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Old 07-18-2012, 12:49 AM   #43
Rivet Master
2005 19' Safari
Phoenix , Arizona
Join Date: Aug 2004
Posts: 2,359
We have had good luck with our Atwood power jack. See location where manual crank handle gets inserted on page 22:

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Old 07-18-2012, 05:59 AM   #44
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1961 24' Tradewind
1969 29' Ambassador
1970 21' Globetrotter
Jamestown , Tennessee
Join Date: Jul 2008
Posts: 1,780
Originally Posted by 62overlander View Post
My God, a little cranking is a chore? Seriously? I have heard as American we shy away from any physical effort, but cranking the jack is hard?
I ALWAYS try EVERYTHING I can to talk my clients into removing the electric jack and replacing it with a manual one. I have had to take apart more heads to lift the tube up so I can even move the trailers more times than I care to admit. They are battery drains and when they do not work, you are often screwed. The new ones might come with a manual crank, but the old ones do not. My advice personally and professionally; REMOVE THE POWER JACK and replace it with one you are the power for.
I completely agree. If you pay $700 for an air conditioner you get 100's of hours of use from it. If you pay $200 for an electric jack you probably don't get an hours use out of it in a year. Unless there is a health problem involved this is a lousy return on investment and the darn things aren't that reliable anyway.

I will continue to crank by hand as long as I am able.
Of course I don't believe in power windows or door locks either and I do admit to being parsimonious. ( alright, cheap)

Now if you ever have to hand crank a fifth wheel that might count as effort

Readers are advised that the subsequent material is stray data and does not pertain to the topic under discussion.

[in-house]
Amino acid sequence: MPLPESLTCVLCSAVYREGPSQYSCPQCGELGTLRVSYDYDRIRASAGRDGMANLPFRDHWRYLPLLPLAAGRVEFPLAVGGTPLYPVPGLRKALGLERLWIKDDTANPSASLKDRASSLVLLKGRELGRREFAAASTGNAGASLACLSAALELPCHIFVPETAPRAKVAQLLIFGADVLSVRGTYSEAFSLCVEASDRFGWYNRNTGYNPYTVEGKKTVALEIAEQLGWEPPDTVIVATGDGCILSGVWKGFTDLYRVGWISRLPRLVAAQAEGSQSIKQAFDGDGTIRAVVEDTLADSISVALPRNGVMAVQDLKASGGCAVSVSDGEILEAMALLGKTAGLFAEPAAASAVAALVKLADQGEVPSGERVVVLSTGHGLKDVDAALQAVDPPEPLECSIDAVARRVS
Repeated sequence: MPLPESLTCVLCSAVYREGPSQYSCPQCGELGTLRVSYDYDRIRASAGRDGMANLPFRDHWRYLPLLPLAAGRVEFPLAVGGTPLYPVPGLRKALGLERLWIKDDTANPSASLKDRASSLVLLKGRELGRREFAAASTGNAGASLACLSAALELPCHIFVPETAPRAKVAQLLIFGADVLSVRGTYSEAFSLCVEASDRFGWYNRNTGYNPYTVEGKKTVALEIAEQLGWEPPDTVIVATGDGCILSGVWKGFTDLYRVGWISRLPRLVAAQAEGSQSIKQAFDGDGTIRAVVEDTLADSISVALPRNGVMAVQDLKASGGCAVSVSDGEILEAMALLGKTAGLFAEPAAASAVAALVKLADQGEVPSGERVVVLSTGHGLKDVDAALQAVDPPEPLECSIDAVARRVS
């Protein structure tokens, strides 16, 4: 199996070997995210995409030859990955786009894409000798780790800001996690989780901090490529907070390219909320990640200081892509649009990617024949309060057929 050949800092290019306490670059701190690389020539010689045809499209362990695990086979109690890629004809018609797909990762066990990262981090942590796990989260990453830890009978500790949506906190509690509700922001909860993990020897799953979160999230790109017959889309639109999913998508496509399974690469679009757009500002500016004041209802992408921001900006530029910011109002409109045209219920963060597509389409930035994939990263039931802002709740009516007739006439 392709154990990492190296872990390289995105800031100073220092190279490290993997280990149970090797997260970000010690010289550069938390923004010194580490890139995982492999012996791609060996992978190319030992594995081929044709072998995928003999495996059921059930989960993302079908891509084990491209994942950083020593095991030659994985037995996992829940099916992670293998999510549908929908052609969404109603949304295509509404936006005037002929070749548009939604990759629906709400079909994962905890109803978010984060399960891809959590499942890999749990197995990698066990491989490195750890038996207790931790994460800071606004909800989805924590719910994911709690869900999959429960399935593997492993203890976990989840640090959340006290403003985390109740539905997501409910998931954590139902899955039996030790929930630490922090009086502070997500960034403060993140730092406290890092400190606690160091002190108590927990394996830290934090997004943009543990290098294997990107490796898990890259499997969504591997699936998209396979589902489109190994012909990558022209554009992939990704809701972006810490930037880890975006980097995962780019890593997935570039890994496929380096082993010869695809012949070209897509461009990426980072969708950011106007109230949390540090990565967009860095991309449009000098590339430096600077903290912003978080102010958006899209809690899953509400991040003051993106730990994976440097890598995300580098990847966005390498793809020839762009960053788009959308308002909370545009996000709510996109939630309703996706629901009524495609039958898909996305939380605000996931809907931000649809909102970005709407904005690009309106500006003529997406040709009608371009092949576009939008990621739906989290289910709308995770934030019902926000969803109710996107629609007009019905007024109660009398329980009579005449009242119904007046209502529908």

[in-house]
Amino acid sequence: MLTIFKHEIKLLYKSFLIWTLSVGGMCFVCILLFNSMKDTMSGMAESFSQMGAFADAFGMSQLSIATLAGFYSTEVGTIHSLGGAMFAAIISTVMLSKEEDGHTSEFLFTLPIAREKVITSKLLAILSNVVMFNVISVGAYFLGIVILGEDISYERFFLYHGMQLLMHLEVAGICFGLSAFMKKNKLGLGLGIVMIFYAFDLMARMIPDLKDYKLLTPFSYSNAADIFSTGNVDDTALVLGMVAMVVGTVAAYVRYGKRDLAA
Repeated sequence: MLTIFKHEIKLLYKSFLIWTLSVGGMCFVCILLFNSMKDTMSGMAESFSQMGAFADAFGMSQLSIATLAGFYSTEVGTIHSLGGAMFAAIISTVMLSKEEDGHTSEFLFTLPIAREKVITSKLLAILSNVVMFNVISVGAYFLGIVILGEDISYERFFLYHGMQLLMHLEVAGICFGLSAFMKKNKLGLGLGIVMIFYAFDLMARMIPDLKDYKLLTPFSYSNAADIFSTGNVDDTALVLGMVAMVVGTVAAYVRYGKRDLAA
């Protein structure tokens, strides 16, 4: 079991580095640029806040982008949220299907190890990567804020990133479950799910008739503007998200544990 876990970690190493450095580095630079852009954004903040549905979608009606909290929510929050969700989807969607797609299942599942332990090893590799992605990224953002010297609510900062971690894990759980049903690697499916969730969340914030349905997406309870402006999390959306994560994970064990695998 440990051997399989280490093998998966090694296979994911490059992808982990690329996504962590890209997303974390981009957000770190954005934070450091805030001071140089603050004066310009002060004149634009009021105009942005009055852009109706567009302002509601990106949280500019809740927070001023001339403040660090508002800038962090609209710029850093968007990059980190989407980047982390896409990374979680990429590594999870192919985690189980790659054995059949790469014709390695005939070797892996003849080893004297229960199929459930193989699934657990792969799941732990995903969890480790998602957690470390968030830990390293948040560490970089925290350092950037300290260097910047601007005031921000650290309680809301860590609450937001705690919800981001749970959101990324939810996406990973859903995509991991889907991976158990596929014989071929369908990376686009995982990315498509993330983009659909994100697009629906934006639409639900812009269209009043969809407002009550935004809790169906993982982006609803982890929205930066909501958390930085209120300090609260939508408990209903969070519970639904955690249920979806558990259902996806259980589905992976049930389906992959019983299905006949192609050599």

Rick Davis 1602 K8DOC
61 tradewind, plus a few others
13 Ram 2500 TD
99 Dodge TD 577K miles

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Old 07-18-2012, 10:43 AM   #45
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1975 31' Sovereign
Pelzer , South Carolina
Join Date: Nov 2007
Posts: 225
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HI. I have found that a lot of folks do not "energize" the 12 volt connection from the truck.
Most new vehicles have a dedicated 40amp fuse for this connection, Should be able to find it
in your manual. It usually is not installed when you get the truck. Or, it is easy to blow out
connecting your trailer, On a day long drive it does give the trailer batteries a nice boost.
However do not leave it connected when not driving, it will run the truck batteries down.
Jim in Pima Az, enjoying our 1975 31 ft Airstream Sovereign
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Old 07-18-2012, 10:50 AM   #46
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1974 Argosy 26
Morrill , Nebraska
Join Date: Nov 2009
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If you use an auxiliary jack like a Handyman. Be careful not to crush the propane line that runs beneath the tongue. Also make sure the wheels are chocked.
Knowledge: "A gift to be shared. A treasure to receive."
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Old 07-18-2012, 06:14 PM   #47
Rivet Master
2005 19' Safari
Phoenix , Arizona
Join Date: Aug 2004
Posts: 2,359
We have used our Atwood power jack for about six years and have had absolutely no problems with it. However, we use an old boat fender/bumper that has one end cut off, to cover the jack head. The fender protects the motor and gear box from the sun (UV), water, dirt, road debris, etc.; and the jack head still looks and works like brand new.

I didn't think a power jack was really necessary, but got one to make it easier for my wife to raise the front of the trailer while I do the backing. It helps us hook-up faster in 110+ degree heat, and we have no intentions of re-installing the old, manual, hand-cranked jack.

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